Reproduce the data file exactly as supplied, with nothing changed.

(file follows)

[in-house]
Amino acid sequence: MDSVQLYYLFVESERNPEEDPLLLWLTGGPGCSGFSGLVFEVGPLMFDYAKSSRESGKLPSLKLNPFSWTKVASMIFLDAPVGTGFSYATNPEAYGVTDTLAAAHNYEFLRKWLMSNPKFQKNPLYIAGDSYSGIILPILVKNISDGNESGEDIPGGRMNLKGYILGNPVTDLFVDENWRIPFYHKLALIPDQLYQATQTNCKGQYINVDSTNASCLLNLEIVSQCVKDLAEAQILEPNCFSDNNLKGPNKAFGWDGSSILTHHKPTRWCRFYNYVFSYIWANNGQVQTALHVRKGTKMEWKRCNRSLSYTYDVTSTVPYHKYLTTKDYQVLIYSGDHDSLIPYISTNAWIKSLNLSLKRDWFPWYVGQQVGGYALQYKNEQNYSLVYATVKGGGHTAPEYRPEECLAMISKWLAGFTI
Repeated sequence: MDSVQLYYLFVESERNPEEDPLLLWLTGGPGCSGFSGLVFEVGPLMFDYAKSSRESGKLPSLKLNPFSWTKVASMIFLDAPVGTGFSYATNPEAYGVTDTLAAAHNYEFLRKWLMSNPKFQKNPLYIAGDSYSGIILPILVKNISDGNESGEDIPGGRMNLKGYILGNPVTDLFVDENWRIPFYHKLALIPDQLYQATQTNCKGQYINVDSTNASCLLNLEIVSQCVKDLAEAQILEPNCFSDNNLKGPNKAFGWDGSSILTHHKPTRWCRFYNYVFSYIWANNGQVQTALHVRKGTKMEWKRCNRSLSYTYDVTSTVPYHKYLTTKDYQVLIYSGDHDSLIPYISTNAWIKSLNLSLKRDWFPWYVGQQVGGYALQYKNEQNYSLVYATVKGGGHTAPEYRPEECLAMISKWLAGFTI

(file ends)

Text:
[in-house]
Amino acid sequence: MDSVQLYYLFVESERNPEEDPLLLWLTGGPGCSGFSGLVFEVGPLMFDYAKSSRESGKLPSLKLNPFSWTKVASMIFLDAPVGTGFSYATNPEAYGVTDTLAAAHNYEFLRKWLMSNPKFQKNPLYIAGDSYSGIILPILVKNISDGNESGEDIPGGRMNLKGYILGNPVTDLFVDENWRIPFYHKLALIPDQLYQATQTNCKGQYINVDSTNASCLLNLEIVSQCVKDLAEAQILEPNCFSDNNLKGPNKAFGWDGSSILTHHKPTRWCRFYNYVFSYIWANNGQVQTALHVRKGTKMEWKRCNRSLSYTYDVTSTVPYHKYLTTKDYQVLIYSGDHDSLIPYISTNAWIKSLNLSLKRDWFPWYVGQQVGGYALQYKNEQNYSLVYATVKGGGHTAPEYRPEECLAMISKWLAGFTI
Repeated sequence: MDSVQLYYLFVESERNPEEDPLLLWLTGGPGCSGFSGLVFEVGPLMFDYAKSSRESGKLPSLKLNPFSWTKVASMIFLDAPVGTGFSYATNPEAYGVTDTLAAAHNYEFLRKWLMSNPKFQKNPLYIAGDSYSGIILPILVKNISDGNESGEDIPGGRMNLKGYILGNPVTDLFVDENWRIPFYHKLALIPDQLYQATQTNCKGQYINVDSTNASCLLNLEIVSQCVKDLAEAQILEPNCFSDNNLKGPNKAFGWDGSSILTHHKPTRWCRFYNYVFSYIWANNGQVQTALHVRKGTKMEWKRCNRSLSYTYDVTSTVPYHKYLTTKDYQVLIYSGDHDSLIPYISTNAWIKSLNLSLKRDWFPWYVGQQVGGYALQYKNEQNYSLVYATVKGGGHTAPEYRPEECLAMISKWLAGFTI